Before last week, nobody on the football team expected that running back Tyler Varga ’15 would have to hand the ball off to fellow back Mordecai Cargill ’13, so a few mishaps in the transfer were bound to happen. The lack of familiarity on the hand-offs last week directly caused one fumble and routinely slowed down Cargill on his carries. Although the duo was still able to combine for 258 rushing yards at Columbia on Saturday, the Elis will face a stingier defense in Providence. The Bears’ defense ranks second in the Ivy League against the run and has allowed only 97.4 yards per game. Since none of Yale’s true quarterbacks have been cleared to play, Varga and his running backs must make smooth transfers in order to run successfully against Brown tomorrow.


Last week showed that the Elis can still score without a true quarterback, but it also revealed Yale’s limitations. Most importantly, Yale cannot fall behind in a game and expect to win. Although the run game is effective in driving the ball and using the clock, rarely can a team focused almost singularly on rushing score bunches of points in a short period of time. The inability to move the ball through the air was crucial last week when Columbia scored with 45 seconds left in the game to take a 26-22 lead. Using a fifth-string quarterback who just last week was playing wide receiver, Henry Furman ’14, Yale was unable to drive quickly down the field to win the game. It was not Furman’s fault that he could not orchestrate a last-minute drive — few quarterbacks can — but it did highlight Yale’s greatest weakness until Eric Williams ’16 or Derek Russell ’13 can return to the field under center.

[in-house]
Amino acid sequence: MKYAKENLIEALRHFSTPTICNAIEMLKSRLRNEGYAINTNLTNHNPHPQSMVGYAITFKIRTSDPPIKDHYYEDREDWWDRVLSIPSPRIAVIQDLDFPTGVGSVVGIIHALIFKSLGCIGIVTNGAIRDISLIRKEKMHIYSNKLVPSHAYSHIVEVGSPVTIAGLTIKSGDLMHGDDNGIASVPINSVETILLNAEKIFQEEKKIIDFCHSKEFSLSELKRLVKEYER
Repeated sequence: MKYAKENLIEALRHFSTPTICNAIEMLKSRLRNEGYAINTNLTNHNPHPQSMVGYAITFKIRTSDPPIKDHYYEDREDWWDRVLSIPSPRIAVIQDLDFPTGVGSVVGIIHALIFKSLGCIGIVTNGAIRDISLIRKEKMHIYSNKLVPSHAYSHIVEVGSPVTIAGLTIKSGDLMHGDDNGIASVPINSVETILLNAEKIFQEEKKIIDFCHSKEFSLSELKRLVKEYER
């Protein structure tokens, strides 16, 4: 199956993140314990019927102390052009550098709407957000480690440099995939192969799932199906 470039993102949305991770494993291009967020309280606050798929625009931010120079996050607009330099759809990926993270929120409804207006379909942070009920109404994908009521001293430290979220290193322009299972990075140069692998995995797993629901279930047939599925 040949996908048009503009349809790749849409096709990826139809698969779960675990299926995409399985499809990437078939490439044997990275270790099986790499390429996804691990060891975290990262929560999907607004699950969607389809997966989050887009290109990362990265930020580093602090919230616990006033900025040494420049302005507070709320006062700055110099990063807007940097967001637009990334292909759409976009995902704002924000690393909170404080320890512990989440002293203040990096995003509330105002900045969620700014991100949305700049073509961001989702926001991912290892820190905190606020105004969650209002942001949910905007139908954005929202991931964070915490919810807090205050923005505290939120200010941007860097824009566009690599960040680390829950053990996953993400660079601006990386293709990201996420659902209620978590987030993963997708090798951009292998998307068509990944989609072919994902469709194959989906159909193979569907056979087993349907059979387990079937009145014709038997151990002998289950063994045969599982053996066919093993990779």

Brown is currently the co-leader in the Ivy League with 13 takeaways. Yale paces the Ancient Eight with 20 turnovers. These two statistics could spell disaster for the Bulldogs if they do not hang onto the ball. Without a true quarterback, the Elis should pass only enough to prevent the Bears from loading up the box against the run. Last week at Columbia, Yale dropped back to pass just 13 times and that was just enough to keep the Lions guessing. It would have been even less had Columbia not taken the lead with less than a minute left in the game. Asking a running back or wide receiver to read defenses and make quick decisions with the football throughout the game would invariably lead to costly interceptions.